Will lithium-ion batteries power cars?

Image Gallery: Hybrid Cars The Chevrolet Volt, a plug-in hybrid designed to run up to 40 miles on a lithium-ion battery pack. See more hybrid car pictures.
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A progression toward hybrid and electric cars seems like a natural step in the evolution of automobile technology. Analysts aren't predicting a drop in oil and ga­soline prices anytime soon, effectively shifting car manufacturers into high gear to find the next best way to power vehicles. If the recent concept cars revealed by major automakers are accurate predictors, Lithium-ion batteries (Li-ion) may be that magic bullet.

Take, for instance, the Chevrolet Volt. This is General Motors' plug-in hybrid concept car designed to run for 40-mile (64.3-kilometer) stretches entirely off of Li-ion batteries. After that, a small gas engine will take over for another 600 miles (965 kilometers). That means many people could complete their daily commute without burning a drop of gas. In addition, the company plans to start cranking them out en masse by 2010.

You can recharge some Lithium-ion batteries by plugging the car into a power outlet. You can recharge some Lithium-ion batteries by plugging the car into a power outlet.
You can recharge some Lithium-ion batteries by plugging the car into a power outlet.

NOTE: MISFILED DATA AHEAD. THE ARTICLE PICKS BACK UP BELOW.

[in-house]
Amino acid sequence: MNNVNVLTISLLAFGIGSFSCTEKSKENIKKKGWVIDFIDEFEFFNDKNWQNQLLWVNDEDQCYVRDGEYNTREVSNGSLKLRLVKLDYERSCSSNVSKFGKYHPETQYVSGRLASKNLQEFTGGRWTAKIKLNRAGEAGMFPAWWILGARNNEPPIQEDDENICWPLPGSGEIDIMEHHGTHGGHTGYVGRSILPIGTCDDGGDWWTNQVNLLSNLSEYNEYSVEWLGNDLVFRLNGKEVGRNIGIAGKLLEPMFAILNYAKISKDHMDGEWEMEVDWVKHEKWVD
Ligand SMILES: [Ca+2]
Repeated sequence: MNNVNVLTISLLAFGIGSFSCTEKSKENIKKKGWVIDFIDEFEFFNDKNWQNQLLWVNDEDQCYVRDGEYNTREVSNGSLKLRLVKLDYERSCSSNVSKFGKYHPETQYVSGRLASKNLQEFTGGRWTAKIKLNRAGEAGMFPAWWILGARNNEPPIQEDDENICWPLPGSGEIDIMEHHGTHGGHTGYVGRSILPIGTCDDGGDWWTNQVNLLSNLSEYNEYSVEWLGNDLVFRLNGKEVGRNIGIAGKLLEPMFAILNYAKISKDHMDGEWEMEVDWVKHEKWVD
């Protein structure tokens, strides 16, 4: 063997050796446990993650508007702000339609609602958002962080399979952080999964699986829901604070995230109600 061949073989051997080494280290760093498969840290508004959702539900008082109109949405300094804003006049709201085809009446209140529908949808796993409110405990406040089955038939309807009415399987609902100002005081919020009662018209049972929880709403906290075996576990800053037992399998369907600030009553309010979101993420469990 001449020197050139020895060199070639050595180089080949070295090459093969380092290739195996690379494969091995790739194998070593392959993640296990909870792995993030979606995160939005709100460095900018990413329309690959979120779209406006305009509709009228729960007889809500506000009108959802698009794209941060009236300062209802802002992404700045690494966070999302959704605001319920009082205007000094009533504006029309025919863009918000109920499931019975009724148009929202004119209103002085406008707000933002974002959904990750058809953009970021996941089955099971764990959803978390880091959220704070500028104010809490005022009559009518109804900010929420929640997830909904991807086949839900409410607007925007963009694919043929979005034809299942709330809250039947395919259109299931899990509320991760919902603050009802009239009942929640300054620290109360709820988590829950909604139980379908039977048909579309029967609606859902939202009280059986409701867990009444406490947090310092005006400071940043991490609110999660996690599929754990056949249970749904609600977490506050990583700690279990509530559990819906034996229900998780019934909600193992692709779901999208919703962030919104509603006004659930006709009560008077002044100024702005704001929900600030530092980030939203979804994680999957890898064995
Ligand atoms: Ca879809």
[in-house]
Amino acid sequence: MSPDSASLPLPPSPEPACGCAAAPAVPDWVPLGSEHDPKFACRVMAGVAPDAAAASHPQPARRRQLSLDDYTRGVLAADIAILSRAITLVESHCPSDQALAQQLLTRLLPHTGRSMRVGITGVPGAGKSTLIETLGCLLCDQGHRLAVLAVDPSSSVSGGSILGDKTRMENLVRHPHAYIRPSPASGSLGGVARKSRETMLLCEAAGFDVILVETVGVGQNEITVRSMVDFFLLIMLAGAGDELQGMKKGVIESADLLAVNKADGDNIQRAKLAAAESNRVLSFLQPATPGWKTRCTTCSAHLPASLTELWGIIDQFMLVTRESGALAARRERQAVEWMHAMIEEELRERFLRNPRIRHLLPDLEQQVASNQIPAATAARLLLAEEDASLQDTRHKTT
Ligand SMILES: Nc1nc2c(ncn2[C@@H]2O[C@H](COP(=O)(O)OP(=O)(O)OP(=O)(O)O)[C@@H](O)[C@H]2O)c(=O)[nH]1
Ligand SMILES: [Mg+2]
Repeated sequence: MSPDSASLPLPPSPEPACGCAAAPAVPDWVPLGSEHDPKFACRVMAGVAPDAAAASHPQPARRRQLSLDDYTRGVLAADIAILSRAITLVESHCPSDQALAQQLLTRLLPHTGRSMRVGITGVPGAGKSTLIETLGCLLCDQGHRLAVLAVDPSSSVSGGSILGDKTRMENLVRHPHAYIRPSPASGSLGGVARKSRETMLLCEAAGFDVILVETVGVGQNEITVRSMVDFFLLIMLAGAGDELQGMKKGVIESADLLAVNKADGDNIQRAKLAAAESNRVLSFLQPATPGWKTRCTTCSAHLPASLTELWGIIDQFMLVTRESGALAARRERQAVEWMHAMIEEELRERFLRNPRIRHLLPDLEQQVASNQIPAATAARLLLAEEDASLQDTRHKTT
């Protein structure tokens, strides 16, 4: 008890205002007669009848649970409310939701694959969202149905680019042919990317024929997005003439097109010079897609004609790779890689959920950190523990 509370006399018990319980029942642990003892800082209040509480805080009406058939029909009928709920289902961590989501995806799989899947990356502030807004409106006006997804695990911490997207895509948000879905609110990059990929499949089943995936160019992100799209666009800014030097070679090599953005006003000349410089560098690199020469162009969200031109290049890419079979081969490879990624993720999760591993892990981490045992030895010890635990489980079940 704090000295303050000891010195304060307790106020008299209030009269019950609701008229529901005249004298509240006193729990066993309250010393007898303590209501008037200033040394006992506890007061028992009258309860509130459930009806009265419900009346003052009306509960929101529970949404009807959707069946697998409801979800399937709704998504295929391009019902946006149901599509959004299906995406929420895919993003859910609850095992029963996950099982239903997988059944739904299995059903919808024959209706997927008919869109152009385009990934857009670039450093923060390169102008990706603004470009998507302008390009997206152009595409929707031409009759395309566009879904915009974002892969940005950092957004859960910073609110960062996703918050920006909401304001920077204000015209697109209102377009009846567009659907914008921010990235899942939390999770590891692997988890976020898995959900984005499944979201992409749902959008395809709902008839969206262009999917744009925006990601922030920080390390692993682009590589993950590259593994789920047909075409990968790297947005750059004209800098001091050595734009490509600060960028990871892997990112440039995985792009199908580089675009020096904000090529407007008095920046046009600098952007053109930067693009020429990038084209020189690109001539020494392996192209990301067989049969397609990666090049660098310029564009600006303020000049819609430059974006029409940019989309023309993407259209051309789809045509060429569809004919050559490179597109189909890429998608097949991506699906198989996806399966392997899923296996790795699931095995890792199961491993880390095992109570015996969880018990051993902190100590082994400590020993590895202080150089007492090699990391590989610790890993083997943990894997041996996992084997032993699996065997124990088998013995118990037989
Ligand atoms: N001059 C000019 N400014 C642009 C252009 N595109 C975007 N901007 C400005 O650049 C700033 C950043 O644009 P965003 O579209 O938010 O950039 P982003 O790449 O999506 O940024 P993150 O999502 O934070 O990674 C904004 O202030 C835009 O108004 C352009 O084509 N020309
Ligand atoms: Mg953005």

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And Chevrolet isn't alone in the Li-ion trend. Jeep, Cadillac, Dodge, Land Rover, Chrysler and Saturn all previewed 2008 concept cars that feature Li-ion battery packs for greener driving [source: Mahoney].

Why this fawning over Li-ion batteries in the first place? The Toyota Prius and two new hybrids the company unveiled in June 2008 use a nickel-metal-hydride battery. According to the most recent EPA standards, the Prius gets a combined 46 miles per gallon -- not to mention that it has sold like hotcakes. [source: fueleconomy.gov].

But in energy terms, Li-ion batteries simply pack a more powerful punch. Li-ion batteries store more energy in smaller spaces than the more traditional lead-acid and nickel-metal-hydride ones. Lithium has the most energy density and electrochemical potential of all metals, which is what gives it that stamina [source: Buchmann]. The nickel-metal-hydride batteries in hybrids on the road are also heavy, limiting their potential, whereas Li-ion batteries can amp the speed without weighing the car down. Because of this property, you can find smaller versions of them in many consumer electronics products, such as laptops, cell phones and iPods.

But there are a few bumps in the road for Li-ion batteries to become tomorrow's gasoline, namely safety, costs and longevity. We'll check out the safety issues on the next page.